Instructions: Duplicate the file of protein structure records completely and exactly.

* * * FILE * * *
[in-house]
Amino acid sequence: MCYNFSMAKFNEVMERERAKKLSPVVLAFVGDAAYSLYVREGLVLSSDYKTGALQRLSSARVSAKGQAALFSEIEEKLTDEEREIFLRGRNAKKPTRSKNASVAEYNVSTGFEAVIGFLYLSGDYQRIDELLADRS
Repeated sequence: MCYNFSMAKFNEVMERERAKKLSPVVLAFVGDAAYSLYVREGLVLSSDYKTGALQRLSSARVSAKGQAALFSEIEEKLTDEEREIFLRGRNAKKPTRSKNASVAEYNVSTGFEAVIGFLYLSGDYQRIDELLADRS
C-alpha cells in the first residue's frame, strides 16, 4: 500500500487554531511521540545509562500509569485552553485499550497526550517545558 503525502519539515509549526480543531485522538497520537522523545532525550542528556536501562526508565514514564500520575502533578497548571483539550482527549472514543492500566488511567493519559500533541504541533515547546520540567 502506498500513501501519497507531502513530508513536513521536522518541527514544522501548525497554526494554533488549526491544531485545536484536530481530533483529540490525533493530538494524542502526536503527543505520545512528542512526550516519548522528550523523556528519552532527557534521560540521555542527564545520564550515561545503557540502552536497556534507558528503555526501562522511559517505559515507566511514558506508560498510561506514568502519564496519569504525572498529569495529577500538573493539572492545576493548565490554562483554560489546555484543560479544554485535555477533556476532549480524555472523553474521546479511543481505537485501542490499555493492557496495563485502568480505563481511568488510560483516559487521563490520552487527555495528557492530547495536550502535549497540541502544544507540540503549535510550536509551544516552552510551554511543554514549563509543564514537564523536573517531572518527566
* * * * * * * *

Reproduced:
[in-house]
Amino acid sequence: MCYNFSMAKFNEVMERERAKKLSPVVLAFVGDAAYSLYVREGLVLSSDYKTGALQRLSSARVSAKGQAALFSEIEEKLTDEEREIFLRGRNAKKPTRSKNASVAEYNVSTGFEAVIGFLYLSGDYQRIDELLADRS
Repeated sequence: MCYNFSMAKFNEVMERERAKKLSPVVLAFVGDAAYSLYVREGLVLSSDYKTGALQRLSSARVSAKGQAALFSEIEEKLTDEEREIFLRGRNAKKPTRSKNASVAEYNVSTGFEAVIGFLYLSGDYQRIDELLADRS
C-alpha cells in the first residue's frame, strides 16, 4: 500500500487554531511521540545509562500509569485552553485499550497526550517545558 503525502519539515509549526480543531485522538497520537522523545532525550542528556536501562526508565514514564500520575502533578497548571483539550482527549472514543492500566488511567493519559500533541504541533515547546520540567 502506498500513501501519497507531502513530508513536513521536522518541527514544522501548525497554526494554533488549526491544531485545536484536530481530533483529540490525533493530538494524542502526536503527543505520545512528542512526550516519548522528550523523556528519552532527557534521560540521555542527564545520564550515561545503557540502552536497556534507558528503555526501562522511559517505559515507566511514558506508560498510561506514568502519564496519569504525572498529569495529577500538573493539572492545576493548565490554562483554560489546555484543560479544554485535555477533556476532549480524555472523553474521546479511543481505537485501542490499555493492557496495563485502568480505563481511568488510560483516559487521563490520552487527555495528557492530547495536550502535549497540541502544544507540540503549535510550536509551544516552552510551554511543554514549563509543564514537564523536573517531572518527566